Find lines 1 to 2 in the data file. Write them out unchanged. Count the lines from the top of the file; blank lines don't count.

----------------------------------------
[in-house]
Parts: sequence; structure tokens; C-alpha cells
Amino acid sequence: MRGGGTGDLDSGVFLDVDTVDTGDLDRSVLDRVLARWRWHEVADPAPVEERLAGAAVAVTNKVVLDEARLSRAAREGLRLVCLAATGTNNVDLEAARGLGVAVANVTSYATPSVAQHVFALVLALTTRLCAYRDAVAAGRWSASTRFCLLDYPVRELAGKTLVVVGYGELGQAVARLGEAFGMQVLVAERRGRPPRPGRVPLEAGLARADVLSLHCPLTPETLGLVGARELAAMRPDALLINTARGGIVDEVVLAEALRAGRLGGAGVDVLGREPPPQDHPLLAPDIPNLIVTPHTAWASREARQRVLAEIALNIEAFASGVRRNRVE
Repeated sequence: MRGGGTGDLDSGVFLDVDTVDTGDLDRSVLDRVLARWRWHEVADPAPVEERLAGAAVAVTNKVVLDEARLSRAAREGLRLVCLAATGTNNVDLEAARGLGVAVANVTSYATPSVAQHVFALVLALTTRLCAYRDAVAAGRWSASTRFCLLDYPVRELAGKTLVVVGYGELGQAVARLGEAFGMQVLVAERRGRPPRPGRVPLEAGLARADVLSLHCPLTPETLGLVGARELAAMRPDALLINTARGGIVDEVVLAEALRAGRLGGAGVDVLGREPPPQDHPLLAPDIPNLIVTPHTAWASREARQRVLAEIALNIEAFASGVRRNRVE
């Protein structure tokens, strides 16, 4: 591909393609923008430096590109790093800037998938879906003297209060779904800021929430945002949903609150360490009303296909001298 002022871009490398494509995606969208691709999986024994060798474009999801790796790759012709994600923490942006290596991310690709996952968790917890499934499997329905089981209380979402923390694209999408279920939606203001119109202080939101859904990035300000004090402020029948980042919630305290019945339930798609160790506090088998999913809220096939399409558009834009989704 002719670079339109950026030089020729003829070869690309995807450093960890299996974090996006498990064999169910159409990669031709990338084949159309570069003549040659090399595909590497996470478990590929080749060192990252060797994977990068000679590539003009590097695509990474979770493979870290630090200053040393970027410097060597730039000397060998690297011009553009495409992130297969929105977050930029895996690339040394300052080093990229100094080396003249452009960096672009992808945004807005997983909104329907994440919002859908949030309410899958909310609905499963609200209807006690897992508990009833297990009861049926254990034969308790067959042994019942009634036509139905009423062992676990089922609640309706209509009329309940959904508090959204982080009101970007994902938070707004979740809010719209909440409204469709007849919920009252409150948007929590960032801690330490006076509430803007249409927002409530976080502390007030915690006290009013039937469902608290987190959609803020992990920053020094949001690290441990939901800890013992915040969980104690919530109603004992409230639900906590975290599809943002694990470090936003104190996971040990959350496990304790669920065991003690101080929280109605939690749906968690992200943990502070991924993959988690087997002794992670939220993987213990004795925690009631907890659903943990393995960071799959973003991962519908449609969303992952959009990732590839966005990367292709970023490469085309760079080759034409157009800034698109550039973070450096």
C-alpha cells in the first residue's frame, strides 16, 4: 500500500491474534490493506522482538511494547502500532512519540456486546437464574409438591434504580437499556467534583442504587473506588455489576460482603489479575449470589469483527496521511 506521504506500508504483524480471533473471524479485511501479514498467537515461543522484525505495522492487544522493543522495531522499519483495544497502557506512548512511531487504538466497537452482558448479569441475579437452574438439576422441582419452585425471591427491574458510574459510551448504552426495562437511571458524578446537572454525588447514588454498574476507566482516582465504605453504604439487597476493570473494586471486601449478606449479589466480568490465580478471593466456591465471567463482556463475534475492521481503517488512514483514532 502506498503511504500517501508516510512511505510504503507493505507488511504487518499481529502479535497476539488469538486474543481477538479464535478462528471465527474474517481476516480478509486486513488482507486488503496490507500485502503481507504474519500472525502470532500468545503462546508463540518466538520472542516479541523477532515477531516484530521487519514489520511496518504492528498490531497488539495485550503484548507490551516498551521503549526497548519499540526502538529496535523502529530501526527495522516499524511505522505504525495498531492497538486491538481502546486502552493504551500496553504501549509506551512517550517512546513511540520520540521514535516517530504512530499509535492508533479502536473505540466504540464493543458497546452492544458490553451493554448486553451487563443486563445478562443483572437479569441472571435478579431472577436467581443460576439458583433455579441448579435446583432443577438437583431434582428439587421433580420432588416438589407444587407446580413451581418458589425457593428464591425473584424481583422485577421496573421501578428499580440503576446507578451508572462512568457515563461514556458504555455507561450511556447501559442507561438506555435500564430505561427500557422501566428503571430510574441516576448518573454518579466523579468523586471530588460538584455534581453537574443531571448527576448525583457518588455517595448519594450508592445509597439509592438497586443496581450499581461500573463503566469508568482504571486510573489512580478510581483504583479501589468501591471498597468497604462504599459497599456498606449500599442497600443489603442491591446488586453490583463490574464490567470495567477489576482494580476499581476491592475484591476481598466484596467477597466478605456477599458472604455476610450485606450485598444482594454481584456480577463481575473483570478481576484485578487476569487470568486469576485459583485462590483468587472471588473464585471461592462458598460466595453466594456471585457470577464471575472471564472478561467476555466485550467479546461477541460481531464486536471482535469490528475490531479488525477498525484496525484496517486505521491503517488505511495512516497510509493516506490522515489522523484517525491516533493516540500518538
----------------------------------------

[in-house]
Parts: sequence; structure tokens; C-alpha cells